• The highest recorded temperature was 108 °F (42 °C) in 1989.
  • The lowest recorded temperature was 3 °F (−16 °C) in 2011.
  • The maximum average rainfall occurs in August.
Climate data for Sierra Vista, Arizona
Month Jan Feb Mar Apr May Jun Jul Aug Sep Oct Nov Dec Year
Record high °F (°C) 81
Average high °F (°C) 61.2
Average low °F (°C) 34.2
Record low °F (°C) 12
Average rainfall inches (mm) 0.98
Average snowfall inches (cm) 0.3
Average rainy days (≥ 0.01 in) 4 4 2 2 1 2 11 12 5 3 2 4 52
Source: National Weather Service, Tucson

Parks and outdoors

Montezuma Pass at Coronado National Memorial. The United States / Mexican border fence can be seen in the middle of this photograph. Mexico is on the right / south side of the fence.

Nicknamed the "Hummingbird Capital of the United States", the city sees bird watchers from all over the world flock to the nearby Ramsey Canyon Preserve and other local canyons to observe and photograph hundreds of different bird species. Other outdoor sightseeing and recreational opportunities that are nearby include the San Pedro Riparian National Conservation Area, the Coronado National Memorial in the Huachuca Mountains, and Parker Canyon Lake. Excellent views of the clear night sky have led Sierra Vista to become the chosen center of amateur astronomy in Arizona, with more than a dozen well equipped amateur observatories in the area and a large observatory at the University of Arizona South within the city limits.

The Cove

The Sierra Vista Aquatic Center, aka "The Cove," is a 36,500-square-foot (3,390 m2) facility that contains 11,347 sq ft (1,054.2 m2) of pool water surface, which equates to over 575,000 US gallons (2,180,000 L; 479,000 imp gal) of water. The Aquatic Center boasts a 0' depth, or "beach", entry, eight 25-yard lap lanes for lap and competitive swimming, and a wave machine with several wave patterns for Open Swim. The Cove has a submersible bulkhead which makes the switch from wave pool to competitive pool possible. The Cove also has a warm water therapy pool, children's lagoon with slide, two 1 meter diving boards and one 3 meter diving board, and two enclosed water tube slides to include a 150-foot (46 m) water tube slide.


Historical population
Census Pop.
1960 3,121
1970 6,689 114.3%
1980 24,937 272.8%
1990 32,983 32.3%
2000 37,775 14.5%
2010 43,888 16.2%
2020 45,308 3.2%
U.S. Decennial Census

Sierra Vista is the largest of seven incorporated cities in Cochise County, accounting for one-third of the county's population. The population at the 2020 census was 45,308, up from 43,888 at the 2010 census, for a growth rate of 3.2% over the decade. Sierra Vista is the 21st largest incorporated place in Arizona as of the 2010 census.

Also indicated in the CER 2009 Economic Outlook publication, the Arizona DEC estimates the Sierra Vista Area population is approximately 75,000, which includes outlying areas of the Sierra Vista Southeast Census Designated Place, Huachuca City, Tombstone, Whetstone, Hereford and unincorporated surrounding areas. The population of the Sierra Vista Area is estimated to reach nearly 100,000 by 2028.

Sierra Vista - Saint Andrew the Apostle church - 1
Saint Andrew the Apostle Church

According to the 2000 Census figures, the Sierra Vista population consists of 14,196 households, and 9,993 families residing in the city. The population density was 246.1 people per square mile (95.0/km2). There were 15,685 housing units at an average density of 102.2 per square mile (39.5/km2). The racial makeup of the city was 73.3% White, 10.9% Black or African American, 3.6% Asian, 0.8% Native American and 0.5% Pacific Islander. 6.1% of the population is from other races, and 4.9% from two or more races. 15.8% of the population is Hispanic or Latino.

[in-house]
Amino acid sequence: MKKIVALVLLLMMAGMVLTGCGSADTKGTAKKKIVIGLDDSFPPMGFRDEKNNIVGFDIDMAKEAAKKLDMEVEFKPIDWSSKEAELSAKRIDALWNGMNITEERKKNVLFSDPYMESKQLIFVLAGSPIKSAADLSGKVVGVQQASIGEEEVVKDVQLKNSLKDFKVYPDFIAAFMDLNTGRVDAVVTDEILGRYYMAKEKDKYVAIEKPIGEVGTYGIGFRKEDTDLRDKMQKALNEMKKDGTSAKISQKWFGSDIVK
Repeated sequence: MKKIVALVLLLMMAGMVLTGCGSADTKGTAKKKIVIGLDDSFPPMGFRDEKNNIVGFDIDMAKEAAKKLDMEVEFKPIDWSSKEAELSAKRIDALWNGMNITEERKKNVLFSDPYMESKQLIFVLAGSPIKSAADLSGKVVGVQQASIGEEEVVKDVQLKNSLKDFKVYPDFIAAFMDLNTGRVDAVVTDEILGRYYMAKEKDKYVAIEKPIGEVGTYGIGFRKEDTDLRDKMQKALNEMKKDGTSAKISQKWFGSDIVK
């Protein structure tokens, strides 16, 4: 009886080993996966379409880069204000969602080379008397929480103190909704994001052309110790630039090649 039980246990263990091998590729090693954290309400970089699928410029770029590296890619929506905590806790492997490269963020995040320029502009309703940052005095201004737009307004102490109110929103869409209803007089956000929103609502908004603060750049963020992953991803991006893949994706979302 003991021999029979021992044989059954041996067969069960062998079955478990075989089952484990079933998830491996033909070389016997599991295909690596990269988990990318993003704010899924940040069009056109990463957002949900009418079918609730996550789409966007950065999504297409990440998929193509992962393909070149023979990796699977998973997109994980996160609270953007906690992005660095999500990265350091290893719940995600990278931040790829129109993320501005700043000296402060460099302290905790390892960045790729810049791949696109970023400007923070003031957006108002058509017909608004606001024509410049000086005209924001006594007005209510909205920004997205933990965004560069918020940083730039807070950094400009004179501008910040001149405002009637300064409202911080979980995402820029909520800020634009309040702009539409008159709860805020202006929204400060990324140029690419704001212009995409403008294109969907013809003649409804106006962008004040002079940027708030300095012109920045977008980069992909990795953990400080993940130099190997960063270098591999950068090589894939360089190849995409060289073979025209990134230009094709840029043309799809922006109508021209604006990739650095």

There were 14,196 households, out of which 34.9% had children under the age of 18 living with them, 56.5% were married couples living together, 25.1% of all households were made up of individuals, and 7.7% had someone living alone who was 65 years of age or older. The average household size was 2.48 and the average family size was 2.96.

In the city, the age distribution of the population shows 25.8% under the age of 18, 13.0% from 18 to 24, 29.2% from 25 to 44, 19.9% from 45 to 64, and 12.1% who were 65 years of age or older. The median age was 32 years. For every 100 females, there were 100.7 males. For every 100 females age 18 and over, there were 100.7 males.

The median income for a household in the city was $38,427, and the median income for a family was $44,077. Males had a median income of $30,053 versus $23,805 for females. The per capita income for the city was $18,436. About 8.0% of families and 10.5% of the population were below the poverty line, including 15.8% of those under age 18 and 4.0% of those age 65 or over.

As of the 2000 Census, of the population (37,775) 25 years and older 91.5 percent had at least a high school diploma or equivalent and an estimated 25.7 percent held a bachelor's degree or higher. The CER indicates that there has been an increasing trend for residents to attain a bachelor's degree or higher making the local area competitive in today's technological working environment. The estimated population of resident's educated at a post-secondary level (some college credit or more) in Sierra Vista is estimated to be higher than county, state, and national averages.

Notable people

Glynn R. Donaho
Vice Admiral Donaho
  • Jessica Cox, first licensed pilot and first black belt in the American Taekwondo Society born without arms.
  • Vice Admiral Glynn R. Donaho, World War II Submarine Commander awarded the Navy Cross four times.
  • Patricia "Pat" Fleming, former Democratic member of the Arizona House of Representatives.
  • Don Frye, mixed martial arts fighter, UFC 8 and Ultimate Ultimate 2 champion.
  • Major General David Parker Gibbs, former Chief of Communications and Electronics for the Department of the Army.
  • Laurence Gibson, American professional National Football League player drafted by the Dallas Cowboys.
  • David Gowan, Republican Senator in the Arizona State Senate and the former Speaker of the Arizona House of Representatives.
  • Vickie Hall, Miss Arizona 1975 who succeeded original Miss Arizona winner Stacey Peterson when Peterson resigned.
  • Russ Klabough, American soccer player who currently plays for FC Arizona in the National Premier Soccer League.
  • Yvonne Navarro, Bram Stoker Award Winning and Best Selling author of more than twenty five books and a core Buffy the Vampire Slayer novel contributors.